Non-alcoholic fatty liver disease
Non-alcoholic fatty liver disease is associated with syndrome and obesity.
USMLE® Step 1 style questions USMLE
USMLE® Step 2 style questions USMLE
A 42 year-old female presents to the clinic for right upper quadrant abdominal pain for a week. She says she has no nausea, vomiting, diarrhea, and constipation. She has no rashes and no jaundice. Her medical problems include diabetes and dyslipidemia. She takes metformin and rosuvastatin. She does not smoke and drinks 2-3 glasses of wine per week. Exam shows an afebrile, obese female (BMI 33 kg/m2) and shows no other abnormalities. An ultrasound of her liver shows hepatic steatosis, and the liver biopsy shows macrovesicular steatosis, hepatocyte ballooning degeneration, and fibrosis. Which of the following is the most appropriate management recommendation for this patient?
Content Reviewers:Rishi Desai, MD, MPH, Vincent Waldman, PhD, Tanner Marshall, MS, Vincent Waldman, PhD
Nonalcoholic fatty liver disease is actually a spectrum of disease, going from least to most severe—steatosis, steatohepatitis, fibrosis, and finally cirrhosis.
Nonalcoholic fatty liver disease results from fat deposition in the liver, which is unrelated to alcohol or viral causes.
Typically, it affects individuals with metabolic syndrome, which includes a combination of three of the following five diagnoses: obesity, hypertension, diabetes, hypertriglyceridemia, and hyperlipidemia.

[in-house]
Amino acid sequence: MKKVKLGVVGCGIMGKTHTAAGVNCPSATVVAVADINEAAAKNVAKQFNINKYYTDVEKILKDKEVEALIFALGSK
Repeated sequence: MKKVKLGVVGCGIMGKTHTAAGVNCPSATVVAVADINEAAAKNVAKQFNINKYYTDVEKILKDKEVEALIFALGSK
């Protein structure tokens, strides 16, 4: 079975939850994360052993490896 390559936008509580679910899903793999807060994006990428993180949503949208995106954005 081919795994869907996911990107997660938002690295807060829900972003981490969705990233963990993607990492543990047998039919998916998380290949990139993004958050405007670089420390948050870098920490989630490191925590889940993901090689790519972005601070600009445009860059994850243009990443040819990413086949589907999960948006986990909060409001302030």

Given how common metabolic syndrome has become, it’s not surprising that the rate of nonalcoholic fatty liver disease has also increased dramatically.
It’s a massive problem growing in lock-step with expanding waistlines, affecting about three quarters of all obese individuals, including many children.
Although the exact mechanism of nonalcoholic fatty liver disease isn’t clear, insulin resistance seems to play an important role.
Over time, insulin receptors on various tissues including the liver become less responsive to insulin, and as a result the liver goes into a mode where it increases fat storage and decreases fatty acid oxidation.
That means decreased secretion of lipids into the bloodstream, in the form of lipoproteins, and increased synthesis and uptake of free fatty acids from the blood, a process called steatosis.
Steatosis causes fat droplets to form within hepatocytes, some of which become large enough to cause the hepatocytes to swell up with fat and push the nuclei to the edge of the cell.
You can see this on a histopathology slide of the liver.
All of these white circles are large deposits of fat.
Zooming out and looking at the liver, you see widespread steatosis which makes the liver appear large, soft, yellow, and greasy.
Over time, that fat in the hepatocytes is vulnerable to degradation.
Unsaturated fatty acids, or fatty acids that have at least one double bond in their carbon chain, have hydrogen atoms that are especially vulnerable to initiators such as the reactive oxygen species like the hydroxyl radical that have an unpaired electron.
In this example the hydroxyl radical pairs with the vulnerable lipid hydrogen to make water and a fatty acid radical.
This goes on until one radical species reacts with another radical species, which terminates the reaction.
This process damages lipid membranes leading to things like mitochondrial dysfunction and eventually cell death.
Cell death generates inflammation, and together the process of steatosis and inflammation is referred to as steatohepatitis.
In the absence of alcohol this is called nonalcoholic steatohepatitis or NASH.